Mendon 8-Player Championship Game Run Paced by Record-Setting Rushing
By Geoff Kimmerly
MHSAA.com senior editor
May 26, 2023
Mendon’s run to the Division 2 Final last fall included some of the strongest rushing performances over the history of 8-player football.
The Hornets ran for 4,317 yards, second-most all-time, on the second-most attempts (520) and with a record-setting 682 yards Oct. 14 against Marcellus. Mendon also set the record for total offense with 692 total in that game, and made the single-season touchdowns list with 76 including 66 rushing (also second on that list).
Junior Jack McCaw made the single-season scoring list with 212 points, most coming on 29 touchdowns, and Evan Lukeman made the single-game rushing list with 401 yards against Marcellus. Mendon’s defense also earned praise, twice making the fewest-first-downs-allowed list with a low of three.
See below for more recent additions to the 8-player portion of the football record book:
Athens’ Landon Bennett earned a pair of record book entries after reaching the end zone seven times during his team’s 72-0 win over Burr Oak on Sept. 8. His seven scores are tied for third-most in 8-player history and included three rushing, three on punt returns and one on an interception return. The three punt return touchdowns are a record. Bennett is a junior.
On the night Powers North Central broke its 8-player record for consecutive wins, claiming its 28th straight, senior Luke Gorzinski tied Jets great Jason Whitens for the record for interception touchdowns in a game with two, scoring on returns during the second and fourth quarters. Gorzinski has signed with Michigan Tech, and North Central’s winning streak is 37 games and counting.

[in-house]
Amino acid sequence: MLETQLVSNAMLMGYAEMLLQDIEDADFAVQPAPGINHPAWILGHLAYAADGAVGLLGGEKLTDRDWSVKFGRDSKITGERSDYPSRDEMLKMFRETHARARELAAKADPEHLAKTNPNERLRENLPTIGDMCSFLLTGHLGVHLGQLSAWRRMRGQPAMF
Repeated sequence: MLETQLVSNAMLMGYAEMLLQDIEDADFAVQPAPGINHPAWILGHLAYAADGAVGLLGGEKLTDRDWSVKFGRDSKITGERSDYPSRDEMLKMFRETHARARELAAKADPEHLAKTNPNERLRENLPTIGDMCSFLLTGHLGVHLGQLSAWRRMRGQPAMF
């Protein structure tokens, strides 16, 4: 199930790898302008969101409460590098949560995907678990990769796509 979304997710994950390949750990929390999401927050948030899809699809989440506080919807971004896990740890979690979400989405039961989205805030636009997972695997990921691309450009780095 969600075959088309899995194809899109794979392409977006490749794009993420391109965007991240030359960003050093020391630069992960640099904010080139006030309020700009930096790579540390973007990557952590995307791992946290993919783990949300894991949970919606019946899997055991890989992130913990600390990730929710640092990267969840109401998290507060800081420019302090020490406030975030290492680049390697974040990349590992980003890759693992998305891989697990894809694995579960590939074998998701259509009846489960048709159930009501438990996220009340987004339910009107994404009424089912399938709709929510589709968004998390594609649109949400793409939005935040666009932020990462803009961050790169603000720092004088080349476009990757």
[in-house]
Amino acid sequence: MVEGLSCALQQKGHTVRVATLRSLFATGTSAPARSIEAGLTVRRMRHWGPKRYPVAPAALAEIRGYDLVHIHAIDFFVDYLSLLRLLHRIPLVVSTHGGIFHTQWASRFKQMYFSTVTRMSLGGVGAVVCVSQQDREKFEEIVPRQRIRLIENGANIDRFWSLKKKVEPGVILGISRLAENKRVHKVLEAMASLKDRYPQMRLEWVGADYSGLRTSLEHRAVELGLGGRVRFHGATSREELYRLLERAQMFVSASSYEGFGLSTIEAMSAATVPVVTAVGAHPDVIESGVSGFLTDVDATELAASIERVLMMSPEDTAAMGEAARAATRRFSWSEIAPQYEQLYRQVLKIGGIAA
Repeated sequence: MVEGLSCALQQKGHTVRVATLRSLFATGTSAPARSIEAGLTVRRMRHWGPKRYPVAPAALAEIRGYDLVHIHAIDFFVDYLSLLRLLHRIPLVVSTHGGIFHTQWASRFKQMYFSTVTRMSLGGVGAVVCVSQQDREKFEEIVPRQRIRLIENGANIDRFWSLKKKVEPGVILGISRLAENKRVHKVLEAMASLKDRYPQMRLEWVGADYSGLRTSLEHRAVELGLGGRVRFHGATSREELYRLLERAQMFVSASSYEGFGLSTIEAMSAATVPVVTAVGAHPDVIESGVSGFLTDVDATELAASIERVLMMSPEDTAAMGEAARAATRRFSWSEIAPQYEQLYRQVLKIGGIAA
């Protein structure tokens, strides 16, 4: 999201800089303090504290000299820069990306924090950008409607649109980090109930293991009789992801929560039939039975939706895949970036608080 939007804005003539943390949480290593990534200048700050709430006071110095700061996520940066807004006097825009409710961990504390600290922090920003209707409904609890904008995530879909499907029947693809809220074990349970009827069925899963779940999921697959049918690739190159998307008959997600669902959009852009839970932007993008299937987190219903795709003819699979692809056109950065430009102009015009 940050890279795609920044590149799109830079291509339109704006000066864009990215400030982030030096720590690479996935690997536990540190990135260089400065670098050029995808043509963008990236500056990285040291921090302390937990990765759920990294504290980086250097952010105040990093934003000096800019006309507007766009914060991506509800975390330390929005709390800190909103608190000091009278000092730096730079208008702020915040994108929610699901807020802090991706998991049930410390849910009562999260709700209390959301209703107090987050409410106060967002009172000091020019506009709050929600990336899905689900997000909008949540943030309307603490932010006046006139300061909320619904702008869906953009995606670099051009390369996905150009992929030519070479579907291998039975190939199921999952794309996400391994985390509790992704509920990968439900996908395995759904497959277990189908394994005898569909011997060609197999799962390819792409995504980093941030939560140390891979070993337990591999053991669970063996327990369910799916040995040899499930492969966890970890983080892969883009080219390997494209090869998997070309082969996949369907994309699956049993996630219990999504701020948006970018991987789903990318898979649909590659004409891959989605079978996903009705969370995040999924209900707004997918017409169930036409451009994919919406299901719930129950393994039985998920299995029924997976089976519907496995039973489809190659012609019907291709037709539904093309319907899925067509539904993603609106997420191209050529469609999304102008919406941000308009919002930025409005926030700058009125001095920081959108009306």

A pair of Atlanta offensive playmakers and a top defensive lineman earned a total of seven entries in the record book for achievements last fall. Senior quarterback Tyler Currie threw for 30 touchdowns over eight games, and also made the records for six touchdowns and 419 passing yards against Whittemore-Prescott on Sept. 23; the passing yards are second-most for one 8-player game. Sophomore Landon Galea was added for 263 yards and five of those touchdowns against the Cardinals, and also for 1,418 yards receiving and 23 touchdowns over nine games. Junior teammate Tucker Kendrick made the tackles for loss list with five against Hillman on Oct. 6.
Adrian Lenawee Christian senior Brady McKelvey became the first to make the career extra points list in 8-player football this past fall. He bettered his previous single-season record making 64 of 66 extra-point attempts over 11 games and finishing his two-year varsity career with 123 extra points in 127 tries.
Sam McKissack reached the record book showcasing multiple skills for Crystal Falls Forest Park during the 2021 season – twice for rushing attempts in a game including with a record 59 against Ontonagon that Sept. 10, and then with a record 70-yard punt Oct. 30, 2021, against Lake Linden-Hubbell. Teammate Devon Basirico also made the record book with six fumble recoveries over 11 games that season. As a team, Forest Park was added twice for single-game rushing attempts – including 73 total in that Ontonagon game – and for 424 rushes over 11 games for the season. McKissack and Basirico are seniors this spring.
Nikolaus Lewis tied for eighth-most rushing touchdowns in an 8-player game when he reached the end zone six times for Carsonville-Port Sanilac in its win over Caseville on Oct. 7. He’s a senior this spring.